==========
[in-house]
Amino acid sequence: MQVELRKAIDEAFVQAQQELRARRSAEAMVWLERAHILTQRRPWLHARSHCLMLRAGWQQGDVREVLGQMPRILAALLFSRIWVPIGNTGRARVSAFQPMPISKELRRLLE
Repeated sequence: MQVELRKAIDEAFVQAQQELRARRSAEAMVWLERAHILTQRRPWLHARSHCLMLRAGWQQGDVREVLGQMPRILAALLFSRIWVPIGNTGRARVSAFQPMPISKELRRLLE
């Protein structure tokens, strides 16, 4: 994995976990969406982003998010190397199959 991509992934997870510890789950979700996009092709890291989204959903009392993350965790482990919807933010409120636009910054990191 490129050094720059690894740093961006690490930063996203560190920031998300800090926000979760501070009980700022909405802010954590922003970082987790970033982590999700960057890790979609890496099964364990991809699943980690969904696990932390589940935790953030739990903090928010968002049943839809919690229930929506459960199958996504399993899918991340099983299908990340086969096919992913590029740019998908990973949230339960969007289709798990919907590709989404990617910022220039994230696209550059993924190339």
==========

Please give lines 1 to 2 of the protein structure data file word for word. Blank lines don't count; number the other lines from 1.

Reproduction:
[in-house]
Amino acid sequence: MQVELRKAIDEAFVQAQQELRARRSAEAMVWLERAHILTQRRPWLHARSHCLMLRAGWQQGDVREVLGQMPRILAALLFSRIWVPIGNTGRARVSAFQPMPISKELRRLLE